The Great Crisis
In Great Britain
the United States
do not know how many conscientious objectors there were in Great
Britain when World War I broke out. But there were some. One earnest
Adventist, when called to take up his gun, stated that he could
fight!" said the officer. "What do you mean by that?"
The soldier explained his position in a few brief words.
it means death to refuse service in the face of the enemy!"
said the commanding officer.
expected that it would," said the reservist.
you will be shot," said the officer. "I can do nothing
else than order you shot."
said the young man, "I know that is your military duty. I
expected as much when I came. But as I see Christ as my example,
I cannot bear arms."
officer hesitated for a moment while the battle was raging. Then
he made arrangements for the young brother to serve as a noncombatant,
according to his religious conscience. We are only narrating what
happened. Of course, not everything he did was according to our
stand as a Movement.
one year or more, the young man was sent back for reassignment.
Being assigned to drive the ammunition trucks, once more his conscience
brought him into difficulty when he stated to his commanding officer
that he could not do that.
drive the ammunition to the front! What do you mean?"
soldier again explained his convictions.
you will be court-martialed at once."
he replied, "but I cannot do that kind of work."
after he had shown unflinching courage to stand for his conviction
and take the consequences was he given an alternative duty. (Condensed
from the book Providences of the Great War.)
young man told his experience as follows:
was alone among some 900 desperate men on the docks, with armed
guards on every hand. During the morning the governor appeared
on his rounds and sent for me.
are to work with this party till 6 p.m., he said, with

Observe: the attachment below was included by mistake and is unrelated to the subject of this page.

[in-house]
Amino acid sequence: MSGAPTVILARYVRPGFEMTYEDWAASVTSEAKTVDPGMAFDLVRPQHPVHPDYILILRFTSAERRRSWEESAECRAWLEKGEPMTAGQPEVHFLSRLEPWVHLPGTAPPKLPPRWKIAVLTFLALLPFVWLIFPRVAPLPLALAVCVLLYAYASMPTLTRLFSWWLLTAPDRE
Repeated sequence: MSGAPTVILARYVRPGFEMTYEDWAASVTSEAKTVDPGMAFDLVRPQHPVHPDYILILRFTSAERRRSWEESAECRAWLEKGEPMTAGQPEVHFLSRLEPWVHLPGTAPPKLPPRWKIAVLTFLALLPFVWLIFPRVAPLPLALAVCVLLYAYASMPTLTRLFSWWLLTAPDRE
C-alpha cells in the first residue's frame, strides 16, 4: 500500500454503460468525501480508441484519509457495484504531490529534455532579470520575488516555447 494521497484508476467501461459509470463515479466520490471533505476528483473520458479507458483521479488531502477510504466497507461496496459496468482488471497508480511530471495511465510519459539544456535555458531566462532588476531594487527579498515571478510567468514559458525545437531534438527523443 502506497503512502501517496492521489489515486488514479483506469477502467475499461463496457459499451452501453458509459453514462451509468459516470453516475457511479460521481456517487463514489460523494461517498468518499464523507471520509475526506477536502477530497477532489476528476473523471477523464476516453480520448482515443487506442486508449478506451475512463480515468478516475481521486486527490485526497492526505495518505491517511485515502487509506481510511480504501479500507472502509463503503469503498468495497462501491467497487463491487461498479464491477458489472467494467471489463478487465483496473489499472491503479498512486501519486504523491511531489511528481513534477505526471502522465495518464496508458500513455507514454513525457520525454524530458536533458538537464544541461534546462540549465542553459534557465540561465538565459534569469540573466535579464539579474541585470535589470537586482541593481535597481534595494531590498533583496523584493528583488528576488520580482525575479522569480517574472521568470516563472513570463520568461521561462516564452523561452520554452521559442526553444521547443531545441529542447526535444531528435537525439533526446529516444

none of this Sabbath nonsense we had from you last week.
me, sir, I said, but I must follow my convictions,
though I have no desire to be troublesome.
the officer barked out, Look here! If these men see you
refusing to work at sunset and they mutiny, you will be held responsible,
and you will be liable to be shot. . . . Youll be taught
not to mutiny today. Back to work."
the midst of his desperate struggle, when that soldier began to
falter inwardly, he felt encouraged at the thought that he was
not going through those trials alone. He knew that eleven other
Adventist brethren were in the same furnace of affliction. Constant
prayer was his main source of strength.
the black and lonely Friday was coming to a close, he said to
a senior guard, "Im sorry, but I can work no longer
today." Instantly several guards grabbed him and dragged
him behind some sacks of oats out of sight of the other prisoners,
where they mistreated him. Then they chained him and thrust him
into a small cell.
officer came to me," he continued, "and said in a somewhat
companions have all come to their senses and are quietly working
now. Im sorry you are so misguided as to bring this punishment
on yourself. Why not change your mind, and give up this impracticable
Sabbath idea, as your friends have done?
cannot be untrue to my beliefs, even if the others have been,
the guards steps died away, I began to think in the silence
of the solitude: surely all my companions could not have failed.
Yet I ought to have heard them, I thought, had they been in the
adjoining cells. After a few minutes, I whistled softly two bars
of the hymn, The Lord is my light, my joy, and my song.
No answer. Gloom began to settle on me. But I whistled the bars
again, and a little louder. Suddenly came the next bar from the
adjoining cell. The song of the angels could hardly have been
sweeter to the shepherds than was that whistled hymn which told
me my companions had by Gods grace endured another Sabbath
test, and were all still rejoicing in Jesus." (Condensed
from the book Seventh-day Adventists in Time of War.)
brethren who also got a very grueling treatment in prison told
their experiences as follows:
they refused to work on the Sabbath, they were driven like wild
beasts to the cells amid much cursing and the cracking of whips.
There they were immediately handcuffed and, as the manacles were
too small, they consequently tore the flesh on the backs of their
hands. And then the sergeants made sport of them and punched all
over their bodies.
young men were also subjected to what was called "number
one field punishment" or "shot drill." This torment
consisted in having heavy weights placed upon their backs and
chests, with which they were made to run from place to place for
of those soldiers was declared to be the ringleader and was handled
with so much cruelty and violence that he collapsed and foamed
at the mouth. He did not die, as it was feared he would, but he
was ill for some time.